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The Seven Spiritual Laws of Sex (1999)

 -  Adult | Drama
7.3
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Ratings: 7.3/10 from 18 users  
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Title: The Seven Spiritual Laws of Sex (1999)

The Seven Spiritual Laws of Sex (1999) on IMDb 7.3/10

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Cast

Cast overview, first billed only:
Tiffany Buecher ...
Zoe (as Tiffany Kristians)
Michael John Hinton ...
Dr. Simon Hopf
Tammy Parks ...
Amy
Victoria Zdrok ...
Herself (as Victoria Zdrork)
Angelique ...
Nikki
Jack Tynan ...
Billy
Erin Kane ...
Golden Girl
Christopher Hardwich ...
Golden Boy
Sabrina Royal ...
Card Player
Valorie Taylor ...
Slave Girl #1
Darian Caine ...
Slave Girl #2 (as Darien Cane)
John Wilson ...
House Guest
Johnny Rich ...
Boy Whopee
Christine Karlo ...
Actress (as Christine)
Gionni ...
Actor
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Genres:

Adult | Drama

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X
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1.33 : 1
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User Reviews

Missing Link between Golden Age porn and Today's product
23 June 2009 | by (New York, New York) – See all my reviews

Just caught this unfairly obscure porn classic on DVD, and was in for quite a surprise -it fills the bill as THE quintessential throwback to porn's Golden Age of the '70s and early '80s that so many IMDb members keep referring to with nostalgic memories. How this beauty slipped through the cracks (no puns please) is beyond me.

Filmmaker Beth Kaplan hearkens self-consciously back to a period 20 years before her 1998 shooting date, when Cecil Howard, Rinse Dream and other pornographers were pushing the envelope with story-based erotica that was frankly avant garde and abstract in nature. Not as abstract as the 2-day wonders of Nick Millard, at least 20 of which have been recently unearthed in near-pristine quality on DVD reissue, but still going in for the kaleiodoscopic effects one associates with art-house geniuses like Fellini, Cocteau and Ken Russell. I can't say I liked all of Kaplan's effects, but she gets an A+ for effort in a genre where even the top practitioners nowadays -think Jules Jordan - prefer the gonzo/all-sex (=boredom) route.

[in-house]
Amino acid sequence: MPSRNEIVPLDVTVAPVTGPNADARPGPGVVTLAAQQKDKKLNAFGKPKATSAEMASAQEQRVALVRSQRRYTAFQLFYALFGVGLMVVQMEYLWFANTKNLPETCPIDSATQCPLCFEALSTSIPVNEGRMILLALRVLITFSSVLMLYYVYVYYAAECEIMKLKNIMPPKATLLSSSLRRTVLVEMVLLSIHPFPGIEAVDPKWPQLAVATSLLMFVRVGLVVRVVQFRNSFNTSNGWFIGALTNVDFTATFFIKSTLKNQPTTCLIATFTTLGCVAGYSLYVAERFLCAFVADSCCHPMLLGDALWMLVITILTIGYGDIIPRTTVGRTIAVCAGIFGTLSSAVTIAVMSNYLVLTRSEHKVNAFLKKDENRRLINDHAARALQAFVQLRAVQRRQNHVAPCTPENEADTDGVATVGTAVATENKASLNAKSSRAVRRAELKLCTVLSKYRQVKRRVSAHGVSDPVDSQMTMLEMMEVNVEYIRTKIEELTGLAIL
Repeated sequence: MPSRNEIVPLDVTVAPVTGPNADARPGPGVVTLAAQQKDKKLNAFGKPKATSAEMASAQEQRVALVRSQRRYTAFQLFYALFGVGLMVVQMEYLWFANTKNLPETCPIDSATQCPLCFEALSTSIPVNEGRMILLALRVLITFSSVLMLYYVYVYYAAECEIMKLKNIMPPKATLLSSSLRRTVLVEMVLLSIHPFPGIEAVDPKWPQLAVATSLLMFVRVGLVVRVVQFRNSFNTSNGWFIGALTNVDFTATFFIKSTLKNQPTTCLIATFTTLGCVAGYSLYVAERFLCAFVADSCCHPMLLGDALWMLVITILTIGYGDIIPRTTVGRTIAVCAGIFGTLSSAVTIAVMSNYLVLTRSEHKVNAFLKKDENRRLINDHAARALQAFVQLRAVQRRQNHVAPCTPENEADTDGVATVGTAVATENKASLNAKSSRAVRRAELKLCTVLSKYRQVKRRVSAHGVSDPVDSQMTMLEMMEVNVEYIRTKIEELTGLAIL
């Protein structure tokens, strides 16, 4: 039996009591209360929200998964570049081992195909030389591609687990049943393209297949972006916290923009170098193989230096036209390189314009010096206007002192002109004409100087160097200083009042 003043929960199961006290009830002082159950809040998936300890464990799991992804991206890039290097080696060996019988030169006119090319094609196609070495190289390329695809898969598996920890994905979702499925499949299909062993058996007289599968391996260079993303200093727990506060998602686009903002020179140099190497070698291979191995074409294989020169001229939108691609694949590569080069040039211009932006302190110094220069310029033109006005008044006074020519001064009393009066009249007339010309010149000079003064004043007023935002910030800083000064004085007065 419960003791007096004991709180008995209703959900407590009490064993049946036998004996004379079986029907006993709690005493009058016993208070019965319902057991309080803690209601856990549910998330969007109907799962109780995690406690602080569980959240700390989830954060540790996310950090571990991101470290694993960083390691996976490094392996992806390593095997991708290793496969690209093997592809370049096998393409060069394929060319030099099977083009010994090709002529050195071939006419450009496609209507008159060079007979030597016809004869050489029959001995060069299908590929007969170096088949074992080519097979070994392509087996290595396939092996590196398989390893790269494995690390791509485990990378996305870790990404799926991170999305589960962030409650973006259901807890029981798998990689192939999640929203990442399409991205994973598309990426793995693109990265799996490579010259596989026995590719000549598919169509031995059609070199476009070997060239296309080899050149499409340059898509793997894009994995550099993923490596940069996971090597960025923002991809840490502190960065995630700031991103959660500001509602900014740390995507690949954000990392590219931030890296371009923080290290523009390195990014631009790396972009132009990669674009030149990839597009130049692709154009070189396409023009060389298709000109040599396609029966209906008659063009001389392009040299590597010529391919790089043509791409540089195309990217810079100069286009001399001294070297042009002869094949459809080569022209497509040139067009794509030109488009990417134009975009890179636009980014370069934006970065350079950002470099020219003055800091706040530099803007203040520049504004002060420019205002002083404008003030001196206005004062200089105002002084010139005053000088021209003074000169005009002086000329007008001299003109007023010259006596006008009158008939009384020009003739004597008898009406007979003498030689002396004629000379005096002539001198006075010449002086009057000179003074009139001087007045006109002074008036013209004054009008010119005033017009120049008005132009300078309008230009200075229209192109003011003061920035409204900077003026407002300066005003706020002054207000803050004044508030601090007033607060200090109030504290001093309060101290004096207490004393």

What is amazing here is that Kaplan mixes rather effortlessly the 3 predominant porn formats: hardcore sex, softcore simulated sex and the grey borderline in-between -namely the "almost hardcore" familiar to fans of the scores of '60s/early '70s features revived by Something Weird lately. All 3 types of scenes are presented seamlessly in feature film format, and the viewer comes away not feeling cheated (or overwhelmed with "too much" as in contemporary porn) for a change. In terms of explicitness, I was impressed with the balance achieved here. In fact, back in the day this would be considered a couples flick.

Shooting on video is a disappointment to any porn purist, but Kaplan mixes black and white, near monochrome (color diluted) and bold full color scenes to dramatic effect. The stunningly beautiful women here, including Playboy grads, are a real treat -some acceding to hardcore scenes while others prove equally erotic in softcore mode. The masturbation and "hand job" scenes fall into the grey area between hard and soft, and are directed with aplomb, most notably emphasizing well-synched, highly erotic sound effects.

Nominal story of heroine Zoe, a NYC avant garde theater director, visiting a weird, New Age retreat, is hardly Oscar-worthy, but at least there is a story here, and actual acting/dialogue scenes. I could well imagine sitting through this one in a theater like in the old days, admittedly with video projection, but not bored out of my gourd as would be the case with trying to survive 3 hours of a 20 minutes per tryst all-sex tape, made in the 2000s.

Through the wonder of pseudonyms, I couldn't find a single additional credit for the director, writer or producer here, a full decade after this was shot. I wish they would come out of the woodwork and help create a porn renaissance, or has the operation of Gresham's Law seen cheap, amateur junk completely drive ambitious porn from the marketplace? I'm guessing that the very tastefulness of presentation here might have resulted in sales resistance - porn fans today want their particular fetishes served up front, with no frills and definitely with a repetitiveness predicted by cultural philosopher Umberto Eco (read his brilliant Superman Theory essay and you'll see what I mean).


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